Evolution is often outright attacked by this organization and creationists in general, as that is always the first tactic, to debase the opposition (few sciences base their foundations on merely debasing another respective theory... all scientific theories should be regarded only on their own merits). To get into the various defenses of Evolution against these attacks is beyond the scope of my irritation today, however you are welcome to leave comments if you have a specific attack you want to stage - be it the watchmaker sophistry of "irreducible complexity", the hollow accusations of tautology, criticism of the spectacularly complex and often completely ignored fossil record, mockery of missing links, or even Biblical recitation calling me a heathen for believing otherwise - go for it. Skipping over this to get back to basic criticisms, evolution is often called... *gasp*... just a theory.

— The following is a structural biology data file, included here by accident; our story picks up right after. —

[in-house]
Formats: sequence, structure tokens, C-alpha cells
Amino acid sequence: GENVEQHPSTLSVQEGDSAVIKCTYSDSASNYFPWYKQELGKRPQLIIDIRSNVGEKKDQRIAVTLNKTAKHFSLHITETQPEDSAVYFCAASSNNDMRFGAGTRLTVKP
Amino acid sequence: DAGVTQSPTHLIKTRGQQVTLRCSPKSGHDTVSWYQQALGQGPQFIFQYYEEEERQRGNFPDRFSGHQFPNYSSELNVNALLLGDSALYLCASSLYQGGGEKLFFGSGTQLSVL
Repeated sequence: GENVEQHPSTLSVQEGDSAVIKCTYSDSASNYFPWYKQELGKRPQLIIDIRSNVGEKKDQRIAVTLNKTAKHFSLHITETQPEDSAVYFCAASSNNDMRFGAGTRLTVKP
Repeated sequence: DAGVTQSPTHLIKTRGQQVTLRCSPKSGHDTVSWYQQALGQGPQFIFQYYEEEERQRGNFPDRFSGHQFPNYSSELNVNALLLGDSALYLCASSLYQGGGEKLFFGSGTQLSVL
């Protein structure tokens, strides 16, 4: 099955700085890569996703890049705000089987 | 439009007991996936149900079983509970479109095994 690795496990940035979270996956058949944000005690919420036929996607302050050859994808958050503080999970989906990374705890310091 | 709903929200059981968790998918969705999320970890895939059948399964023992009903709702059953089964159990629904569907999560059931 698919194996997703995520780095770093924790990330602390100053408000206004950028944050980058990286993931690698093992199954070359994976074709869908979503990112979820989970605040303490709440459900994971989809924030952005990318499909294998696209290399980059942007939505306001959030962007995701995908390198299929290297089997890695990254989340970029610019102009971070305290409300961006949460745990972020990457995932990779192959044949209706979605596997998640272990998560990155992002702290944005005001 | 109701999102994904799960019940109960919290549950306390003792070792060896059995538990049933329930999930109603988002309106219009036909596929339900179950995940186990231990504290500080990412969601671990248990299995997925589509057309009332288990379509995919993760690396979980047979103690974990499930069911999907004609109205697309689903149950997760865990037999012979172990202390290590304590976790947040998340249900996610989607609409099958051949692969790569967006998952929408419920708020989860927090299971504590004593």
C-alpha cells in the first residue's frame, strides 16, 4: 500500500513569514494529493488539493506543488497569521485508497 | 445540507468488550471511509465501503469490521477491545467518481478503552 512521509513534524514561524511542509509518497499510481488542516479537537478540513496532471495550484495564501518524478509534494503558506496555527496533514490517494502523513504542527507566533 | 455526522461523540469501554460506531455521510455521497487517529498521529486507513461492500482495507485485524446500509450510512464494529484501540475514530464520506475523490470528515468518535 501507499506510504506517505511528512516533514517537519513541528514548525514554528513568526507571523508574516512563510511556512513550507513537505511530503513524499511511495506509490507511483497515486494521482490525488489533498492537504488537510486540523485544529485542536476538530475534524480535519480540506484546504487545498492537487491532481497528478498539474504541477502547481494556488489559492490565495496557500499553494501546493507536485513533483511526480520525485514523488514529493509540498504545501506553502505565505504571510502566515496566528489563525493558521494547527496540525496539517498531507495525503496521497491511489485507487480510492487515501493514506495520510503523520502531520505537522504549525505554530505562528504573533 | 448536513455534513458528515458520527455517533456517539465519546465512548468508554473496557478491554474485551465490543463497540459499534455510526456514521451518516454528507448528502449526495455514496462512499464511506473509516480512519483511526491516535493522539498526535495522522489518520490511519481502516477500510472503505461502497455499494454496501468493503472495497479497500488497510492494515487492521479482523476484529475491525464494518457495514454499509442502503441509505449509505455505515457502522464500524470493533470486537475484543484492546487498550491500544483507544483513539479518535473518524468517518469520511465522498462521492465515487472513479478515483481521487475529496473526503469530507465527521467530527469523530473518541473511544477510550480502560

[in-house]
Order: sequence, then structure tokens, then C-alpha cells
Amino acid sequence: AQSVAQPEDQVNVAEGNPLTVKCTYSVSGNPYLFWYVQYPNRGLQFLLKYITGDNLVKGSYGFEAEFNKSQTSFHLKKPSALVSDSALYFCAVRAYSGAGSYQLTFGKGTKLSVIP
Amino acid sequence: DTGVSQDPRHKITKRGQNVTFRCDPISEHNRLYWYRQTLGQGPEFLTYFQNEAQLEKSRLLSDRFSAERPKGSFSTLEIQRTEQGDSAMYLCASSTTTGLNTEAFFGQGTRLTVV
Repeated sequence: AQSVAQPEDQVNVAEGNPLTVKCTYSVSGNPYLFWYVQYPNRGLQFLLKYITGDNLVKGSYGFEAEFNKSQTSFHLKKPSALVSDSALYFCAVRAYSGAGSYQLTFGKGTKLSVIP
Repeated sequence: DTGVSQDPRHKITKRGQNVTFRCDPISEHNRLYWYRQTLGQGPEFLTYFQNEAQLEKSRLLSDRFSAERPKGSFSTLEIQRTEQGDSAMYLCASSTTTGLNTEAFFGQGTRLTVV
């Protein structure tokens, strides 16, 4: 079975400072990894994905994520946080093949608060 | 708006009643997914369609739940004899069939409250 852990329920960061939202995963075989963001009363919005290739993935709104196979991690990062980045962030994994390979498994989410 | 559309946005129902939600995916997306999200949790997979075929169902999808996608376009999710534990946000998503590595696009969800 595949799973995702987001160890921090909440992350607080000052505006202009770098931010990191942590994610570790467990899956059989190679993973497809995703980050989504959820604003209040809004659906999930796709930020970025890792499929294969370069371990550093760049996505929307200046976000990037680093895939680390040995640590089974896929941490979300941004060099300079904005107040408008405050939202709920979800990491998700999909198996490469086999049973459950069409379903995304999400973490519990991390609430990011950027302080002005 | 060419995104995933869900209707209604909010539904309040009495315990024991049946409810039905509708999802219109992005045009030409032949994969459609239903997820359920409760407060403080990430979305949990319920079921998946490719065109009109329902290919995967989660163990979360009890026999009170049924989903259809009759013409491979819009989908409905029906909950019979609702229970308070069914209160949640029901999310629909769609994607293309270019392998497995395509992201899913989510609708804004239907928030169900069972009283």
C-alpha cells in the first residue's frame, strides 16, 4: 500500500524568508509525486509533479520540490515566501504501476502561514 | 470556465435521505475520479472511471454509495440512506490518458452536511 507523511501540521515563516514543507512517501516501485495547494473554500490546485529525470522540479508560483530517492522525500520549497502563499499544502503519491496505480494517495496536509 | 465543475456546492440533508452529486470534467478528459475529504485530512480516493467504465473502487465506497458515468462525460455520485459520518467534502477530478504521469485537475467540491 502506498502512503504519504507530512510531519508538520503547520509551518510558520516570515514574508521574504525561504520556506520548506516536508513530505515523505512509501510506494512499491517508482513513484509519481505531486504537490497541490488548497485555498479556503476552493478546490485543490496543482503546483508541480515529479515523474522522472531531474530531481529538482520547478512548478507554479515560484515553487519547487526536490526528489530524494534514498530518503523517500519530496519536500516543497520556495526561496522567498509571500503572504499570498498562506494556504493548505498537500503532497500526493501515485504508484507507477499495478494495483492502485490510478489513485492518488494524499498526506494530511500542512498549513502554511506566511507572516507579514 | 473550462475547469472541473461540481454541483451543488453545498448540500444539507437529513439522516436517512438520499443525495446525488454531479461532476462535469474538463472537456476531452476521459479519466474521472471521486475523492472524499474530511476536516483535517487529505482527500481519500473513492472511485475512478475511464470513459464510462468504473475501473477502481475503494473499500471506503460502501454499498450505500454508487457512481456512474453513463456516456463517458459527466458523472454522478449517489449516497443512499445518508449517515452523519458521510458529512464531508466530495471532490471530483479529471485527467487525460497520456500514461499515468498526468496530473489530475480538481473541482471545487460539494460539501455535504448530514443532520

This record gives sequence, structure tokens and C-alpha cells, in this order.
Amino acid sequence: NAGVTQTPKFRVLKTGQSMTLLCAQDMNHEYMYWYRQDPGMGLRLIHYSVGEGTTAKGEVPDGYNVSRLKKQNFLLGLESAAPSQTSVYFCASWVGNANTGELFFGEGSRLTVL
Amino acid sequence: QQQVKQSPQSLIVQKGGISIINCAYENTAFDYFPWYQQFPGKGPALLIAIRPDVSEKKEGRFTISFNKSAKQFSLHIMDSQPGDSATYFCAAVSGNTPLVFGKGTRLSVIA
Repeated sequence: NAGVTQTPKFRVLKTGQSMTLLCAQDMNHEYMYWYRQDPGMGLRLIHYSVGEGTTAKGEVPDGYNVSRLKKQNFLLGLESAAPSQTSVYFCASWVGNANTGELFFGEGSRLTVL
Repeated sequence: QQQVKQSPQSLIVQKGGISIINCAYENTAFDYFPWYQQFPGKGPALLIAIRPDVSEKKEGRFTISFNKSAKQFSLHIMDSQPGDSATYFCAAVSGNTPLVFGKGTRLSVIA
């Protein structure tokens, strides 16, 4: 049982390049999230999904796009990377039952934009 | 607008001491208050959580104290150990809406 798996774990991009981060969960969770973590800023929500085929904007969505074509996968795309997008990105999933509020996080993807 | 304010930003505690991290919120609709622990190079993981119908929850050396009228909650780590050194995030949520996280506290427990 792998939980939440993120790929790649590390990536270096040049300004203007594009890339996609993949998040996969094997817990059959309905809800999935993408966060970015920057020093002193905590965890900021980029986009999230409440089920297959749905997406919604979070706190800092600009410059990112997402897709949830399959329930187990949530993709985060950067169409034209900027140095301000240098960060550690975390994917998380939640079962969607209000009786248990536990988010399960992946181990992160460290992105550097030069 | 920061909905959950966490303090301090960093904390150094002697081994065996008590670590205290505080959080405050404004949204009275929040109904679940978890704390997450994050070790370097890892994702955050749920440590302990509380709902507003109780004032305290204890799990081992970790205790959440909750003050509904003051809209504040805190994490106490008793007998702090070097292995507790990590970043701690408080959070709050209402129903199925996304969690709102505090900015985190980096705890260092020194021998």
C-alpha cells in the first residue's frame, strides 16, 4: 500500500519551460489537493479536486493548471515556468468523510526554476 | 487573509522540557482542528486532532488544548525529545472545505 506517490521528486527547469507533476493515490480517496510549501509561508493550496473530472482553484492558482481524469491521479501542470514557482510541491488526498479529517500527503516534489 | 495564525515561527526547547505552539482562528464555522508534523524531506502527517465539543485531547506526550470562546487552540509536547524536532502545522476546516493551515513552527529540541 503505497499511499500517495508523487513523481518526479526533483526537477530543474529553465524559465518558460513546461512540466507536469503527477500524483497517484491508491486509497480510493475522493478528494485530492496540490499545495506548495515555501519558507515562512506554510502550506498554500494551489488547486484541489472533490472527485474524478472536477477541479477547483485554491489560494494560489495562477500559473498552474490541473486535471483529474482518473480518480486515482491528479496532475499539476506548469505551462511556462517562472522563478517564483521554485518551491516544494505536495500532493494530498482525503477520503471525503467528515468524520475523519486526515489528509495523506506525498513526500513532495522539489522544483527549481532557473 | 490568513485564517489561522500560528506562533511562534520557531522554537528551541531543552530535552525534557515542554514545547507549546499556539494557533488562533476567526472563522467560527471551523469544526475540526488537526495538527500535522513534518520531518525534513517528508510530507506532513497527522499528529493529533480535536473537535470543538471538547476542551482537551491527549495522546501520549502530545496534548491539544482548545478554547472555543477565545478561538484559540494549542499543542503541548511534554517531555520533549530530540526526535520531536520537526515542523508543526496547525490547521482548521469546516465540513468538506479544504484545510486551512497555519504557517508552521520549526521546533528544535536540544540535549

Well, "theory" is the most misused scientific term by laymen. "Theory" does not mean "wild hunch" or "speculative guess". Closer to that would be "hypothesis", however, a "hypothesis" is an informed guess, not a wild one... so even hypothesis is not equivocal to what most people mean by "theory" today. The term that most people are looking for when they say "theory" is best emphasized in this term: "bullshit". Now, we can't sound like scientists if we say "Evolution is just bullshit"... so we pretend that "bullshit" and "theory" mean the same thing.